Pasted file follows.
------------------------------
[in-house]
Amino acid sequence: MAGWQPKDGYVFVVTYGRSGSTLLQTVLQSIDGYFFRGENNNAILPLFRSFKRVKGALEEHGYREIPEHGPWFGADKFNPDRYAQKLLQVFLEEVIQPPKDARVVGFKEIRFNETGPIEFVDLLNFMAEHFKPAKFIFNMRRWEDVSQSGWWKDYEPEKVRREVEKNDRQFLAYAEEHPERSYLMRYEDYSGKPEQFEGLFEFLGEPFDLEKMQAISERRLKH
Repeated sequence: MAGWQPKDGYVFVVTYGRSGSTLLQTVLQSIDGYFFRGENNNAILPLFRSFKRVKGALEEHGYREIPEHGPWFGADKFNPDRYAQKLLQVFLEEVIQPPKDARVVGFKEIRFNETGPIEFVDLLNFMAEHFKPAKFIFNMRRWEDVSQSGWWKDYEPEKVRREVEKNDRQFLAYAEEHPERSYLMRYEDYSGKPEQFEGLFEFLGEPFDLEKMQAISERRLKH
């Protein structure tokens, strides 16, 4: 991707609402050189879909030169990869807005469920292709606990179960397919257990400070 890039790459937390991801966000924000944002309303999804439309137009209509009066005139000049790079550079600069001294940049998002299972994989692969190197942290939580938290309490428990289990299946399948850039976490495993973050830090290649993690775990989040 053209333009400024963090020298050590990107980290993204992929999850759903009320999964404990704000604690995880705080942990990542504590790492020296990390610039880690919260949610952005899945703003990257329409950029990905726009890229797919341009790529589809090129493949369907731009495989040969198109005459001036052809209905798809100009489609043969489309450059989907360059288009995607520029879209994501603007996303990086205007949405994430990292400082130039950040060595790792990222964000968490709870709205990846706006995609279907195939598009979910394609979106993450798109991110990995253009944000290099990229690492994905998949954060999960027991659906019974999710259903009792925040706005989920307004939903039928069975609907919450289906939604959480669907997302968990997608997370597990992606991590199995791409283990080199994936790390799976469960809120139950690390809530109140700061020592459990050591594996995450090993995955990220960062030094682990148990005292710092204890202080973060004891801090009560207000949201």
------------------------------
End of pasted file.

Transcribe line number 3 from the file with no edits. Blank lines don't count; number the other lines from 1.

Repeated sequence: MAGWQPKDGYVFVVTYGRSGSTLLQTVLQSIDGYFFRGENNNAILPLFRSFKRVKGALEEHGYREIPEHGPWFGADKFNPDRYAQKLLQVFLEEVIQPPKDARVVGFKEIRFNETGPIEFVDLLNFMAEHFKPAKFIFNMRRWEDVSQSGWWKDYEPEKVRREVEKNDRQFLAYAEEHPERSYLMRYEDYSGKPEQFEGLFEFLGEPFDLEKMQAISERRLKH